Friday, November 30, 2007

Social MMO

I'm on a number of little mailing lists, and today I got an interesting email about a not-so-closed beta: this MMO, Domo.

I haven't downloaded it, I haven't played it, I haven't done anything with it. Nor will I. Not because it's bad - I have no way of knowing. I just don't have time.

But it makes an extremely interesting case study.

Innovation in the MMO industry tends to be by baby steps, because anything that innovates more heavily is by some tiny little company that folds before reaching first prototype. However, the innovation is there. I've already lauded Granado Espada for its three-character system, and I think everyone can learn from these types of things.

Domo is trying to put in a social game. You can pledge a relationship to someone - master/student, friends, lovers. And you have some kind of destined relationship, too, although the description is pretty fuzzy. The game lets you build up special techniques (only combat examples are given) that you can use with your social partners.

It's certainly a fun little step, and I'm looking forward to talking to some of the players in a few months once everything is a bit more settled. But...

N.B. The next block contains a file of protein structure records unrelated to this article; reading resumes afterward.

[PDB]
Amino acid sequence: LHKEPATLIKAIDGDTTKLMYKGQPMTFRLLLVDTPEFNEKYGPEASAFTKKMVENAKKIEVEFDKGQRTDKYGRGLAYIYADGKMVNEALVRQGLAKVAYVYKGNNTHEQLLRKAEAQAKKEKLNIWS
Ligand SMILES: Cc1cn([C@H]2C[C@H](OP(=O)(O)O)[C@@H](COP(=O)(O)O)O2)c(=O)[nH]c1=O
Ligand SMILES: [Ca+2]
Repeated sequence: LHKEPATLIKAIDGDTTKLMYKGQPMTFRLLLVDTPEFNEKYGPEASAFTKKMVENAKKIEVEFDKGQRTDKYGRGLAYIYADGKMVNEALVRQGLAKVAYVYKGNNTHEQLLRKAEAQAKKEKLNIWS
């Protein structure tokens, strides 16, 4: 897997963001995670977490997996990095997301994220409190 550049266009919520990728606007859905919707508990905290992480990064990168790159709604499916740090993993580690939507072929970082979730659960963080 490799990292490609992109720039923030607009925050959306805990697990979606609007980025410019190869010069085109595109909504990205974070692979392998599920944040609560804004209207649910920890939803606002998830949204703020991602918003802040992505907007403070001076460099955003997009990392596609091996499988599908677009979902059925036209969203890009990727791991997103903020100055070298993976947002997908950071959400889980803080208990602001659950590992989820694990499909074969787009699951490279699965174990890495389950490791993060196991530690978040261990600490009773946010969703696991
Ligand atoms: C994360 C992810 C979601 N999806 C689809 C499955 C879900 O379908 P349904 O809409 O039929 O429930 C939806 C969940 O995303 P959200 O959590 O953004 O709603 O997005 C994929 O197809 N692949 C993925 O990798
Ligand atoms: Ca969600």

I'm worried it's too shallow.

Relationships are like any other gameplay element. In order to be interesting, they have to have an interesting feedback loop. That means difficult choices that lead to interesting consequences.

Once you've declared you're AngerPump's best buddy, what's your next step?

Presumably, the game uses one of two ways to "develop" your relationship: either time spent grouped or some kind of social resources expended (friendship gems or some such). Both of these are good, choice-wise. Figuring out who to spend time with or who to spend your limited resources on are both interesting challenges. Obviously, they both have the potential to be hugely unbalanced.

For the sake of argument, let's assume a game (not Domo, since I've never played it) uses time spent grouped. Now, the kind of relationship can offer a multiplier. Friends get a flat rate for time spent. Lovers get a big rate for time spent as a pair, but in larger parties get only a tiny social profit. Master/student might get nothing from being grouped, but a significant boost every time the student kills something (or smiths something or whatever) while grouped with the master. You could even have a "rival" relationship, where you get lots of points whenever you kill something your rival wounded...

Obviously, this kind of complexity allows for a very complex choice as to how you spend your time and with whom. It's fun to think about, it's got me all excited.

But the other end of the deal is the consequences. Just getting more "social points" really doesn't mean anything. What matters is what those social points mean.

It looks like in the case of Domo, you get special pair moves, which is a pretty fun reward. But it's not much of a feedback loop: getting a new pair move doesn't actually change your socialization much. It does mean that you're more likely to rely on that person when doing difficult dungeons, so it does have some effect, but it's tenuous.